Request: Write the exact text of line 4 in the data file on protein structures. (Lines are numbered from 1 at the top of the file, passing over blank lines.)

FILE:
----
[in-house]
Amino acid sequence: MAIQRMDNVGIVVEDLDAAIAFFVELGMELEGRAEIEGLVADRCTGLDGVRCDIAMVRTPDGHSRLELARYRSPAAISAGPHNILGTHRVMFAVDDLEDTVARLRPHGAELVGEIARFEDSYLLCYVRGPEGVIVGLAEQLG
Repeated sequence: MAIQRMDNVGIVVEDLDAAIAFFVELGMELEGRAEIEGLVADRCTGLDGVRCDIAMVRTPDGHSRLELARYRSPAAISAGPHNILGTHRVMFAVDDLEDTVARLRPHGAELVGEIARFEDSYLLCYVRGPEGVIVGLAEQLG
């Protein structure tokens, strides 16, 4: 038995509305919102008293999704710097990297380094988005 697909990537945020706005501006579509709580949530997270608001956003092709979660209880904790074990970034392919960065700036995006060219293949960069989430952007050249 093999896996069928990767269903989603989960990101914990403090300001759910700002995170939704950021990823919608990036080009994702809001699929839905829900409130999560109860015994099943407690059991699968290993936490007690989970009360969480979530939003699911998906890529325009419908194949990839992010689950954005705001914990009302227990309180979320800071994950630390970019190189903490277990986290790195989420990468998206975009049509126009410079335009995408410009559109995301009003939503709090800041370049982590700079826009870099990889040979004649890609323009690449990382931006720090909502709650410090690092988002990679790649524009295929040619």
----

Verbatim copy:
């Protein structure tokens, strides 16, 4: 038995509305919102008293999704710097990297380094988005 697909990537945020706005501006579509709580949530997270608001956003092709979660209880904790074990970034392919960065700036995006060219293949960069989430952007050249 093999896996069928990767269903989603989960990101914990403090300001759910700002995170939704950021990823919608990036080009994702809001699929839905829900409130999560109860015994099943407690059991699968290993936490007690989970009360969480979530939003699911998906890529325009419908194949990839992010689950954005705001914990009302227990309180979320800071994950630390970019190189903490277990986290790195989420990468998206975009049509126009410079335009995408410009559109995301009003939503709090800041370049982590700079826009870099990889040979004649890609323009690449990382931006720090909502709650410090690092988002990679790649524009295929040619």